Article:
A Syrian rebel tries on a gas mask in the northwestern province of Idlib, on July 18, 2013
A Syrian rebel tries on a gas mask in the northwestern province of Idlib, on July 18, 2013 © Daniel Leal-Olivas - DANIEL LEAL-OLIVAS/AFP
A Syrian rebel tries on a gas mask in the northwestern province of Idlib, on July 18, 2013
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AFP
Last updated: September 27, 2013

Chemical weapon watchdog to discuss Syria disarmament plan

Inspectors will next week begin the process of eradicating Syria's chemical arsenal, with the global watchdog and the UN poised to approve a US-Russian roadmap hailed by US President Barack Obama as a "huge victory" for the world.

The Organisation for the Prohibition of Chemical Weapons' (OPCW) Executive Council was meeting in The Hague to vote on the blueprint, which will be incorporated in a UN Security Council resolution in New York just four hours later.

While the meeting was interrupted to allow "one of the state parties" to consult with their capital, the talks were nevertheless expected to succeed.

The talks were set to resume at 2230 GMT, 90 minutes before the scheduled UN Security Council vote.

"There will either be a meeting tonight or there will not be, depending on whether that state party is ready to go forward," OPCW spokesman Michael Luhan told waiting journalists.

US Secretary of State John Kerry has called the OPCW document the "rules and regulations" of Syria's chemical disarmament to be enshrined in the resolution.

The chemical weapons deal is the biggest diplomatic achievement on Syria after more than two years of a bitter civil war that the UN says has killed more than 100,000 people.

Obama hailed the resolution and disarmament plans as a "legally binding" and "verifiable" initiative which threatens consequences if Syria does not adhere to conditions.

He called the initiative "a huge victory for the international community".

He said it could not have been achieved without a credible threat of US action in the aftermath of an August 21 chemical attack outside Damascus, which Washington blames on President Bashar al-Assad's regime.

But Russian Foreign Minister Sergei Lavrov, a key Syria ally, accused Western nations of blaming Assad without proof.

"The use of chemical weapons is inadmissible. This does not mean, however, that one can usurp the right to accuse and pass verdicts," Lavrov said at the UN General Assembly.

Despite the prospect of disarmament, the UN announced Friday that it was probing new claims of chemical attacks, as fresh violence erupted near Damascus.

A car bomb outside a mosque killed at least 30 people in Rankus, a Sunni town north of Damascus that backs the Sunni-dominated opposition to the government, the Syrian Observatory for Human Rights said.

Syria agreed to give up its chemical weapons as part of a US-Russian deal struck earlier this month.

The draft OPCW document, seen by AFP, says the watchdog will start inspections no later than October 1.

The 41-member OPCW Executive Council usually takes decisions by consensus, or they require a two-thirds majority vote to pass.

Syria is reported to have around 1,000 metric tons of chemical weapons, including 300 metric tons of sulphur mustard.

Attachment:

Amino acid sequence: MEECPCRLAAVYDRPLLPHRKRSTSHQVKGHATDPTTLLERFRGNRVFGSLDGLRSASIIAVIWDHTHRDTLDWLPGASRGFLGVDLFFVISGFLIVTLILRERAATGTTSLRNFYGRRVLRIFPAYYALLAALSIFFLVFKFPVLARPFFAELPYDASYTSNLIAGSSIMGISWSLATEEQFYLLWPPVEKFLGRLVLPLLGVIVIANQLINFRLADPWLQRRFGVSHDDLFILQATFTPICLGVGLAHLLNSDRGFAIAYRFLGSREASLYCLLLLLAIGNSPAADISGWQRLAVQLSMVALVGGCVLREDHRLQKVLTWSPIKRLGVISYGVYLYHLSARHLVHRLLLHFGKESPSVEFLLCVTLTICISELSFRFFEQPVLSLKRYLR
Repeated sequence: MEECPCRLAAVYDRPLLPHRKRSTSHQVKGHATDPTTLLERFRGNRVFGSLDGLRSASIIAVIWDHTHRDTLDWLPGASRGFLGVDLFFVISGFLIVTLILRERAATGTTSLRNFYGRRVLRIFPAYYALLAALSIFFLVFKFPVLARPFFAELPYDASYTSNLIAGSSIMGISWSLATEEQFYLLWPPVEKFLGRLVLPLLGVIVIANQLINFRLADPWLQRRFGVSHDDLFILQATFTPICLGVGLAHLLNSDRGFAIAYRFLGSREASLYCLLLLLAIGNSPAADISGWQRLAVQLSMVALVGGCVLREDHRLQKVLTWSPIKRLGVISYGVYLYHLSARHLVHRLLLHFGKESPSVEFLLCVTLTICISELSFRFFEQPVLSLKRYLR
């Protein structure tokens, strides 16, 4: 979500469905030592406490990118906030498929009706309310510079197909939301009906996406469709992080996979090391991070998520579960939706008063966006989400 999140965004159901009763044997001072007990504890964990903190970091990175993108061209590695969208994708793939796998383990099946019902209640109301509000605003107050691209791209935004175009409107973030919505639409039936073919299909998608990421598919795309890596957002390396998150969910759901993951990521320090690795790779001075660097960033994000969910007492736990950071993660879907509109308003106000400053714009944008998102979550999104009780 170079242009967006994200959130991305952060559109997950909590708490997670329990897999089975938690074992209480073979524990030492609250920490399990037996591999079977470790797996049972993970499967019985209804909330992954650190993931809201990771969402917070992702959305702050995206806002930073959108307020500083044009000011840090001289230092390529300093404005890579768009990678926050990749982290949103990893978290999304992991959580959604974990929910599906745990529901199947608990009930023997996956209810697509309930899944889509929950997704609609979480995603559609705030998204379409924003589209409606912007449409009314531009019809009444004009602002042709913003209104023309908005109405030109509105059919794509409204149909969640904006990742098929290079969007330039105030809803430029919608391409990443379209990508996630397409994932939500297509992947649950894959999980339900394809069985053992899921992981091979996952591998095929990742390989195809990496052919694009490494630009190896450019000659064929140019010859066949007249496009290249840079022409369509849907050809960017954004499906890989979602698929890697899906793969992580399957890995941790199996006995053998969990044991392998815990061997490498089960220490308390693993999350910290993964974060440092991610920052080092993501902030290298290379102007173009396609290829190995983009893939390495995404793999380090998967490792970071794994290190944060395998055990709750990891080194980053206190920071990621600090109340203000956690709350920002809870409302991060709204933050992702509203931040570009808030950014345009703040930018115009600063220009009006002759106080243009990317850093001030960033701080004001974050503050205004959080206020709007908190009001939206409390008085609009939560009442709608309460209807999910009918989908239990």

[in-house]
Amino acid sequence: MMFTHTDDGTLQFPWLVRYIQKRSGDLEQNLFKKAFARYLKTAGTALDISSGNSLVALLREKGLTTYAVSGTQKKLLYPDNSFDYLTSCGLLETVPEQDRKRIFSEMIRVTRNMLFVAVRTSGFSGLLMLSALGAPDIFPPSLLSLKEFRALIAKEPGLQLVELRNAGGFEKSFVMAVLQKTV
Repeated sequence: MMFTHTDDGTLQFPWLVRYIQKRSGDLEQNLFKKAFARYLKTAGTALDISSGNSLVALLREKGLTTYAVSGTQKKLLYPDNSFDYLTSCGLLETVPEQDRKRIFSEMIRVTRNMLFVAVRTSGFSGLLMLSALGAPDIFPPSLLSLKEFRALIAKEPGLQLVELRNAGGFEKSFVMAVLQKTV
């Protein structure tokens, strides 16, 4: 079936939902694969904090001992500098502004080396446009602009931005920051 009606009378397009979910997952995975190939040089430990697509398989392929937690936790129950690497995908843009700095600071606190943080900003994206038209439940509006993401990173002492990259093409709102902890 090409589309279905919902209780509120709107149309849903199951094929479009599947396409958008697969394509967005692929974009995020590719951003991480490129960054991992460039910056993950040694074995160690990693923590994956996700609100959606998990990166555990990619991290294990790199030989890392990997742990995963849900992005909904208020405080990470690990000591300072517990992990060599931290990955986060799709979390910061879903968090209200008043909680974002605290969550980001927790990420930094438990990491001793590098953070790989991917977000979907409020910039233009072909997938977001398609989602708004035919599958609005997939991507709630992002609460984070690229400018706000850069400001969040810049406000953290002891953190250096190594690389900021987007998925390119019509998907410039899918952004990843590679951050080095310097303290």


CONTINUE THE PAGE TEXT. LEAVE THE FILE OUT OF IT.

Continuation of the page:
In case of non-compliance with the plan, which sees all Syrian chemical weapons and facilities destroyed by mid-2014, the OPCW will discuss the allegation and then take it to the UN Security Council and General Assembly.

Calls for new peace conference

Friday's OPCW meeting came after the US and Russia on Thursday agreed a draft UN Security Council resolution on Syria's chemical weapons, breaking a prolonged deadlock.

The UN text says that in case of Syrian non-compliance, the Security Council will impose measures under Chapter VII of the UN Charter.

Chapter VII can allow sanctions or military force. But there would have to be a new vote and diplomats predicted tough talks to persuade Russia not to use its veto again.

Seeking to build on the diplomatic impetus and rare international agreement on how to handle Syria, France called for the major powers gathered at the UN to commit to a Syria peace conference in Geneva.

"I want us to be able to fix a date this evening," France's Foreign Minister Laurent Fabius told journalists.

The conference would be a follow up to a meeting in Geneva in June last year which decided that there should be a Syrian transitional government with full powers.

Iran's President Hassan Rouhani, also speaking at the UN General Assembly, said his country, Syria's ally and neighbour, wanted to "actively" take part in any new Syria peace conference.

The OPCW document calls on member countries "to provide voluntary contributions" to finance the mission, which Assad has said could cost $1 billion.

The UN has a separate mission currently in Syria to probe alleged chemical weapons attacks other than the August 21 attack on Ghouta, outside Damascus.

The UN said on Friday that the mission was probing at least two attacks that took place after Ghouta.

It said it would finish its work on the ground on Monday, hoping to produce a comprehensive report on its finding by late October.

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